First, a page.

Google, National Business League partner to support black entrepreneurs

Breana Noble
The Detroit News
Google Inc. and Detroit-based National Business League are partnering to provide training programs, mentorship and technology access to small businesses.

Google Inc. and the oldest trade association for black businesses in the United States are partnering to provide training programs, mentorship and technology access to small businesses.

The team-up seeks to close the digital divide for business owners of color, said leaders of the Detroit-based National Business League and the tech company on Monday during a panel discussion in Google's new digs at Little Caesars Arena.

"Today's announcement is a critical juncture for black business," said Ken Harris, president of the National Business League. "For us to keep in a marketplace that is changing tremendously, technology is not only important but critical to black-owned businesses' development."

Combining Google's world-leading cloud-based technology and knowledge with the league's pipeline of entrepreneurs seeks to accelerate the growth of black businesses across the country.

The partnership will provide businesses with a free website, domain and email address as well as free search engine optimization tools. They also will have full access to Google's cloud-based G Suite, which includes Google Docs, Sheets, Calendar and more.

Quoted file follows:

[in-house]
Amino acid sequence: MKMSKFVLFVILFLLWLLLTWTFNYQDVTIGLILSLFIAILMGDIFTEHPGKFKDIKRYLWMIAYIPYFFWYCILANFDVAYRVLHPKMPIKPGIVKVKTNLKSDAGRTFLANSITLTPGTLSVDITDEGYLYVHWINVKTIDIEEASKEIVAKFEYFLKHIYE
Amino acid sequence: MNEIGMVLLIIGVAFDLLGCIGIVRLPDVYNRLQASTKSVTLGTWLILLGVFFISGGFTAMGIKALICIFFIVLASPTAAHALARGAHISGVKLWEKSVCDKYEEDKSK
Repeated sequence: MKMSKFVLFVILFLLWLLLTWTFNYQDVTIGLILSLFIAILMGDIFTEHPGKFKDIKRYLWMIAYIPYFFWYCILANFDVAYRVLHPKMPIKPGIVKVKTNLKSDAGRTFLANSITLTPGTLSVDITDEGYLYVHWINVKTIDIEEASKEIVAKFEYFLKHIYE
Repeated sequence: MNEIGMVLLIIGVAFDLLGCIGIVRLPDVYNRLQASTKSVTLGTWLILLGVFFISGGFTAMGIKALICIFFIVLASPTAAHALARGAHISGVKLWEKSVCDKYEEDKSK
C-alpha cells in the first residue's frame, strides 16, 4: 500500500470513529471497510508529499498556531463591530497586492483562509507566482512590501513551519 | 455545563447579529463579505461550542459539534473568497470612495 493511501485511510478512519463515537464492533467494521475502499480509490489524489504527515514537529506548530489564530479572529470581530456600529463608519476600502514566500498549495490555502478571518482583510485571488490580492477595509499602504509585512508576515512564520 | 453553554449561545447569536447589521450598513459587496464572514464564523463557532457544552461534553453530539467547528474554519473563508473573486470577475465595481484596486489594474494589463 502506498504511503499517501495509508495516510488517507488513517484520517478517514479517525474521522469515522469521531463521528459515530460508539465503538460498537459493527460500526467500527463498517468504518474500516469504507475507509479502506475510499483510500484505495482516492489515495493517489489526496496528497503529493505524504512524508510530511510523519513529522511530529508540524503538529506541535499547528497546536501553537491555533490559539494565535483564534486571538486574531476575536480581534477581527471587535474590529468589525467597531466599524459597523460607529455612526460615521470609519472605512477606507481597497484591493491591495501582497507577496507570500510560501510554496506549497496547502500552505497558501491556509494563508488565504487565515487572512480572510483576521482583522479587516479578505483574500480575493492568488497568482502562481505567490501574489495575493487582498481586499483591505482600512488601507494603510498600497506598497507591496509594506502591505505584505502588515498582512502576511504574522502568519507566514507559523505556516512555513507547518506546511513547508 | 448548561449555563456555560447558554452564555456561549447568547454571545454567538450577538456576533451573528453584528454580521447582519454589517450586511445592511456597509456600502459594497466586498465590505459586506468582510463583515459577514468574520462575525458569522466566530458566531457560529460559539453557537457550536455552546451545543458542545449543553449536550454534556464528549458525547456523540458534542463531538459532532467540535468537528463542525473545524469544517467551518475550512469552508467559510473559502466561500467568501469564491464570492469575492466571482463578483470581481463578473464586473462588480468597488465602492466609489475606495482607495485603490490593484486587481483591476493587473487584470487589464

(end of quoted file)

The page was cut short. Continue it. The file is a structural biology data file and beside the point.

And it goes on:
Programming with both free and paid workshops will start in January. Similar initiatives are launching in Atlanta, Los Angeles and Washington, D.C.

Harris said those resources could help businesses to reach a new national and international audience. He said the 118-year-old organization founded by Booker T. Washington also will be able to better support the next generation of entrepreneurs across its 365 leagues. Of the approximately 2.6 million black businesses in the country, he said, 90 percent of them have five employees or fewer.

"Many don't have the technological infrastructure," Harris said. "Having access to this platform will help to pull them out from marginalization and isolation."

Chris Genteel, Google's director of community and business inclusion, said the partnership is an extension of Google's work to support black businesses. In 2010, Google was a founding partner of the Michigan Black Chamber of Commerce, which acquired the National Business League last year.

"Google's mission is to organize the world's information, making it usable and accessible," Genteel said. "We can't get there without the black community. Period."

He said the partnership will connect businesses with Google's products as well as provide opportunities for them to explore supplier partnerships.

"I'm shocked this is happening," said Greg Bowens, president of the Grosse Pointe/Harper Woods NAACP and the owner of Bowens & Co., a public relations leadership coaching and business development firm. "Technology is only as good as the people it helps. Many businesses don't have the money to pay to use these technologies and to educate themselves on them."

Terry Willis, owner of TerryWorldWide LLC, a Detroit-based distributor, said in the past few months, he has begun exploring Google Analytics and other social media resources available for businesses.

"It's helping me toward putting my business online," Willis said. "It's not easy. I'm excited to have the people here at Google to work with."